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| Human World on Feb 14, 2012

What if he (or she) can’t read your emotions?

If someone you care about can’t read your emotions from the look on your face, their prefrontal cortex might be the reason.

Prefrontal cortex in yellow. Via The Nerve Blog

Neuropsychology researchers at the Montreal Neurological Institute and Hospital and McGill University have found that certain parts of the brain are critical for either detecting or distinguishing emotions from facial expressions.

What does that mean? It means that if your sweetie forgot to bring you flowers on Valentine’s Day, and the sad look on your face simply didn’t register in his mind, there’s a chance he can’t help it. The problem might be in his prefrontal cortex.

The prefrontal cortex – part of the frontal lobes of the brain – is the part of the brain related to planning complex cognitive behaviors, personality expression, decision-making and moderating correct social behavior. According to Wikipedia:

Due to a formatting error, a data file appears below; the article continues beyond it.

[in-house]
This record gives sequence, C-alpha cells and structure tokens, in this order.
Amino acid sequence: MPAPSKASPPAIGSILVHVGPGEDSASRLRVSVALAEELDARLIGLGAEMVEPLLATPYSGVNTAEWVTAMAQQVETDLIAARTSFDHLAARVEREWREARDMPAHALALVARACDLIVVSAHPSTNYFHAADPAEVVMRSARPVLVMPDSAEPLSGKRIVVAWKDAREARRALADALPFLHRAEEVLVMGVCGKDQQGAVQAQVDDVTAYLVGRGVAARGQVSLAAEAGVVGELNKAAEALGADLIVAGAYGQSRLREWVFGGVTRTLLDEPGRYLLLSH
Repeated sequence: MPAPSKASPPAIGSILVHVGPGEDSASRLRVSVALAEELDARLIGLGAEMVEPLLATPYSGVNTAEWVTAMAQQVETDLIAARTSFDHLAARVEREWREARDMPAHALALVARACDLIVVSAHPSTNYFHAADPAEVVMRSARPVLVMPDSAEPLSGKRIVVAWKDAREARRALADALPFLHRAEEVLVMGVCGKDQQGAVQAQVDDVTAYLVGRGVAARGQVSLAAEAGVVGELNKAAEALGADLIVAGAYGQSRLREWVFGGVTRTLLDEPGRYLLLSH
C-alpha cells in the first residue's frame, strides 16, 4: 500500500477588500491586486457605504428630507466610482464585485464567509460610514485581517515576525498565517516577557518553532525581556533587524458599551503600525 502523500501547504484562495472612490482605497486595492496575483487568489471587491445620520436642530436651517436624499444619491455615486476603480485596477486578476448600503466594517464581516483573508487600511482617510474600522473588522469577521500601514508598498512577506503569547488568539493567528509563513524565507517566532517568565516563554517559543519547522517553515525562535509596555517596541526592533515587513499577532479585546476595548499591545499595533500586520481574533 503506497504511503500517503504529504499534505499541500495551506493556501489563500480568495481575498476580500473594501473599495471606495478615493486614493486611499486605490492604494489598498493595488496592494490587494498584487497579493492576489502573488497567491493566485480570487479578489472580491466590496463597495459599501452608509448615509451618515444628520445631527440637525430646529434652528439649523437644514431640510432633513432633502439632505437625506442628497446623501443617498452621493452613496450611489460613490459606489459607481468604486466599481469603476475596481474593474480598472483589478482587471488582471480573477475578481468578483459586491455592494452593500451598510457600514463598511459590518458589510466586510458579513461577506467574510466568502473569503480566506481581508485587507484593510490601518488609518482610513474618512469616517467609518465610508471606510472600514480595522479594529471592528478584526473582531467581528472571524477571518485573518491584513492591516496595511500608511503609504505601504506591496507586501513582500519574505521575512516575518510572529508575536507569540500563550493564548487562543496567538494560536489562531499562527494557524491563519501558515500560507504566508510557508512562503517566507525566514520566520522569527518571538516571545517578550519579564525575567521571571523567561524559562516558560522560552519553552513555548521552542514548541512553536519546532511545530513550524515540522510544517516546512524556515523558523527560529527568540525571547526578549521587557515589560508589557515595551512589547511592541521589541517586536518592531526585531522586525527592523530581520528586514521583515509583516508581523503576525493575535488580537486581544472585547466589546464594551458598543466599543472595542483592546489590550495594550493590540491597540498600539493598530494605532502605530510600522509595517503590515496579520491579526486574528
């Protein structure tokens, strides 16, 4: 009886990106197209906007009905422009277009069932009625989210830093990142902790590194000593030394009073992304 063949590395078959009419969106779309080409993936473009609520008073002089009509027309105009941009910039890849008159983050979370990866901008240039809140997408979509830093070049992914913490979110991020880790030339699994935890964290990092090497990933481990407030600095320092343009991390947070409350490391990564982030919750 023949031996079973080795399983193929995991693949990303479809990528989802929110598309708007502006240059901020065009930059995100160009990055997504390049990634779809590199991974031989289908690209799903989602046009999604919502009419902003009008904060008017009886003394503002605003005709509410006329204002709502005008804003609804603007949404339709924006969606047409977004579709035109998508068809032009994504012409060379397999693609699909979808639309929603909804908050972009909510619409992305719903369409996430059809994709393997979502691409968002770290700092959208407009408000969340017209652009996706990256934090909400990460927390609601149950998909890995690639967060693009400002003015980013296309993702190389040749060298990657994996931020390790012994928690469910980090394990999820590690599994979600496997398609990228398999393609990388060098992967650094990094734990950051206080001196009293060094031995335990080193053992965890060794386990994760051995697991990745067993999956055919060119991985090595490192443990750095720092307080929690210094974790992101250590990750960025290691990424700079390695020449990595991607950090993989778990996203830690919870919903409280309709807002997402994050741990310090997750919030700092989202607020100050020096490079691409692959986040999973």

The basic activity of this brain region is considered to be orchestration of thoughts and actions in accordance with internal goals.

Those with damage to the prefrontal cortex region of the brain have difficulty understanding emotions from facial expressions, say McGill University researchers.

The McGill University researchers are saying that people with damage to the prefrontal cortex cannot understand the wide variety of facial expressions that convey social signals, which are important for anyone trying to navigate their way in society. And not only on Valentine’s Day.

Dr. Lesley Fellows, lead investigator, and her student Ami Tsuchida studied a large sample of patients with damage to various regions within the PFC, testing to see where damage had the biggest impact on emotion recognition. The result of their tests led to conclusions about two sub-regions of the PFC that until now had been little studied. Dr. Fellows said:

Patients with damage to the ventromedial PFC had a hard time distinguishing a neutral facial expression from emotional ones. Patients with left ventrolateral PFC damage recognized that an emotion was present in the expression, but had difficulty telling one emotion from another.

So if your sweetie forgot flowers on this Valentine’s Day 2012, and he didn’t even notice your sad look, his brain might be the reason. On the other hand … maybe he’s just ignoring you. If so … try this.

Via McGill University